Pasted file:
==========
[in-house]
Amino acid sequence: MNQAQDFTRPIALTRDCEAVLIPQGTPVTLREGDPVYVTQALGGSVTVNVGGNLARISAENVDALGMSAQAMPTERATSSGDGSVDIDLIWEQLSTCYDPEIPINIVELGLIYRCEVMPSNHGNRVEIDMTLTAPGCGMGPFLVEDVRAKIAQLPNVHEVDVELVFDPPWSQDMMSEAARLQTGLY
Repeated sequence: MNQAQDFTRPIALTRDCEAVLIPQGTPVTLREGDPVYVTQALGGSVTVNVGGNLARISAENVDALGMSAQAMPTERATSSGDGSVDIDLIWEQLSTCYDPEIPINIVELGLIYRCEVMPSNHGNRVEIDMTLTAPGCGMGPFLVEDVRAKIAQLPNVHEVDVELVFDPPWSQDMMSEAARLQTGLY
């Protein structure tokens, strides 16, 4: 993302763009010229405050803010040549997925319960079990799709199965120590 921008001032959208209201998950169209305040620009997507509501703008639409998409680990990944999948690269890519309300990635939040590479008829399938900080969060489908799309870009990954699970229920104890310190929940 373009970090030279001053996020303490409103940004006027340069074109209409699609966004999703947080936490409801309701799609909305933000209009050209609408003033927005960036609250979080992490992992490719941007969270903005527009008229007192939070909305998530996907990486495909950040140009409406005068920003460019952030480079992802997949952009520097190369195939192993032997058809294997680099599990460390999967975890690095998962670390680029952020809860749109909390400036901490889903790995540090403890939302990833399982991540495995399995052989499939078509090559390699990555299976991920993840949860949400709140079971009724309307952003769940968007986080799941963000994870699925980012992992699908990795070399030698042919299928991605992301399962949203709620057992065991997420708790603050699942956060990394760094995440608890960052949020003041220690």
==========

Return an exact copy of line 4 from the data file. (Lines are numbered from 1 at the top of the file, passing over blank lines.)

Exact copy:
């Protein structure tokens, strides 16, 4: 993302763009010229405050803010040549997925319960079990799709199965120590 921008001032959208209201998950169209305040620009997507509501703008639409998409680990990944999948690269890519309300990635939040590479008829399938900080969060489908799309870009990954699970229920104890310190929940 373009970090030279001053996020303490409103940004006027340069074109209409699609966004999703947080936490409801309701799609909305933000209009050209609408003033927005960036609250979080992490992992490719941007969270903005527009008229007192939070909305998530996907990486495909950040140009409406005068920003460019952030480079992802997949952009520097190369195939192993032997058809294997680099599990460390999967975890690095998962670390680029952020809860749109909390400036901490889903790995540090403890939302990833399982991540495995399995052989499939078509090559390699990555299976991920993840949860949400709140079971009724309307952003769940968007986080799941963000994870699925980012992992699908990795070399030698042919299928991605992301399962949203709620057992065991997420708790603050699942956060990394760094995440608890960052949020003041220690």